Retro gardening technique has a history in Doncaster and is coming back into style

Columnist Lydia Lakemoore explores the history of an unusual gardening method in Doncaster and shares her techniques to get it right at home.

By Laura Andrew
Friday, 28th February 2020, 4:00 pm
Updated Monday, 16th March 2020, 11:13 am

‘No-dig’ is an organic gardening method.

In no-dig gardening, you do not dig down into the soil.

Instead, you layer compost over the top of your existing soil.

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CAPTION: *Photos show Ray and his family on their no-dig allotment. The script written on the back of each photo reads ‘Ray – John – Ma. Allotment Garden. Bentley Yorks. Age 25 1960. 1st Prize (council). My father George’s Garden without digging.’

It sounds rather simple and easy…because it is.

The no-dig method promotes soil health because you are adding to the composition of the soil rather than taking anything away.

Also, without the need for digging this technique makes gardening much easier on the back too.

Currently being brought to prominence by author Charles Dowding this method has recently surged in popularity (do look out for his YouTube channel, it is fantastic!).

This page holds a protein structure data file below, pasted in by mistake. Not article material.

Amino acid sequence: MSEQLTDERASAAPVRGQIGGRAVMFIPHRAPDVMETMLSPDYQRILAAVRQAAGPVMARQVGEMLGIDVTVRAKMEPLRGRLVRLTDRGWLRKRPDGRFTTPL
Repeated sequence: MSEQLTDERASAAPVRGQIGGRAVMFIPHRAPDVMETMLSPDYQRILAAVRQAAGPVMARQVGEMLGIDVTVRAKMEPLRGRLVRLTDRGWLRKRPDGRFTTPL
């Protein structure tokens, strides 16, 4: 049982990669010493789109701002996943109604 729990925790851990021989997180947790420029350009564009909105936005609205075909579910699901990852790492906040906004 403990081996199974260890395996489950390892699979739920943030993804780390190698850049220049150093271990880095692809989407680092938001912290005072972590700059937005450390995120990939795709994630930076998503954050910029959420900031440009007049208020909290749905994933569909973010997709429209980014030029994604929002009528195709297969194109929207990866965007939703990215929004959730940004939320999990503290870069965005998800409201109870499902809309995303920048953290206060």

CAPTION: *Photos show Ray and his family on their no-dig allotment. The script written on the back of each photo reads ‘Ray – John – Ma. Allotment Garden. Bentley Yorks. Age 25 1960. 1st Prize (council). My father George’s Garden without digging.’

However, I have discovered that ‘no-dig’ has its own history within our very own Doncaster.

In 1960 at an allotment garden in Bentley, Doncaster, a local gentleman named George Tracery Smith, aged 25 at the time, was awarded first prize by the council for his ‘Garden Without Digging.’

George’s son, Ray Smith, has shared with me his memories of helping his father on the allotment.

He told me of how they would pile up the compost to build up the beds, to prevent weeds and how it was better for the soil.

Method for ‘no-dig’ gardening in your own garden:

Before you begin, decide where in your garden you would like to prepare your new no-dig bed.

The surface must be earth (ie not concrete or patio).

Step one: Collect some old cardboard boxes and remove all the sticky tape.

Step two: Lay the cardboard flat on the ground where you intend to grow your food or flowers.

Step three: Wet/dampen the flattened cardboard.

Step four: Now add compost directly on top of your cardboard.I personally have found that around 15cm height of fresh compost is the minimum amount needed.

Step five: Finally plant your seeds or seedlings directly into that compost.The roots of the plant will naturally grow down through the cardboard as the plant grows and the cardboard decomposes.